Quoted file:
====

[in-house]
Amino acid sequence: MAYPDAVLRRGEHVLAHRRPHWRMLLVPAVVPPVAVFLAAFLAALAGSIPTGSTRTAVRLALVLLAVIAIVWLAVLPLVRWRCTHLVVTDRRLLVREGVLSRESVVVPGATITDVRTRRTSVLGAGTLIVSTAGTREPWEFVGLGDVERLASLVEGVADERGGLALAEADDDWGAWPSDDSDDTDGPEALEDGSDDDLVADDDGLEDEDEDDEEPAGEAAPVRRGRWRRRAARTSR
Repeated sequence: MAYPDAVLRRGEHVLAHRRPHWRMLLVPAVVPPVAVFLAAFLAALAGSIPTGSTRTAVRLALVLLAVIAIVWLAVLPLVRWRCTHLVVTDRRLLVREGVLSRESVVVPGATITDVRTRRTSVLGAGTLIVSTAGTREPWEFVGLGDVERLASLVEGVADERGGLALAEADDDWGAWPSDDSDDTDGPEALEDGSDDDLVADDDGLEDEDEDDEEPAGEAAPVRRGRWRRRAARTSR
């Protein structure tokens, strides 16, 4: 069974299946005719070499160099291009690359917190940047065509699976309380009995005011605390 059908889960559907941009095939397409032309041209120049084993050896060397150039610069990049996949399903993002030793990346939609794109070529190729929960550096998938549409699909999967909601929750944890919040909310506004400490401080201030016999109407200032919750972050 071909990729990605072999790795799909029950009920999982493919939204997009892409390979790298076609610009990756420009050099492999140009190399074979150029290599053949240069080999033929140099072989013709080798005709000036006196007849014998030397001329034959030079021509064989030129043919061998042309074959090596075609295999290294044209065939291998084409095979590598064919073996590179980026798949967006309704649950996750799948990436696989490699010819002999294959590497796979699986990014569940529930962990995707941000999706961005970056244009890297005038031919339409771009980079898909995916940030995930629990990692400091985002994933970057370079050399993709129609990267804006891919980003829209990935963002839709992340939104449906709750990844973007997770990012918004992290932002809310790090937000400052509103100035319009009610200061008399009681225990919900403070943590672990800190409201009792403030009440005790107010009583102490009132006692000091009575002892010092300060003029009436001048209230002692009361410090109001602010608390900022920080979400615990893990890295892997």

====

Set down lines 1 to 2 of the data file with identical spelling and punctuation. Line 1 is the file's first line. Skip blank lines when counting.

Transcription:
[in-house]
Amino acid sequence: MAYPDAVLRRGEHVLAHRRPHWRMLLVPAVVPPVAVFLAAFLAALAGSIPTGSTRTAVRLALVLLAVIAIVWLAVLPLVRWRCTHLVVTDRRLLVREGVLSRESVVVPGATITDVRTRRTSVLGAGTLIVSTAGTREPWEFVGLGDVERLASLVEGVADERGGLALAEADDDWGAWPSDDSDDTDGPEALEDGSDDDLVADDDGLEDEDEDDEEPAGEAAPVRRGRWRRRAARTSR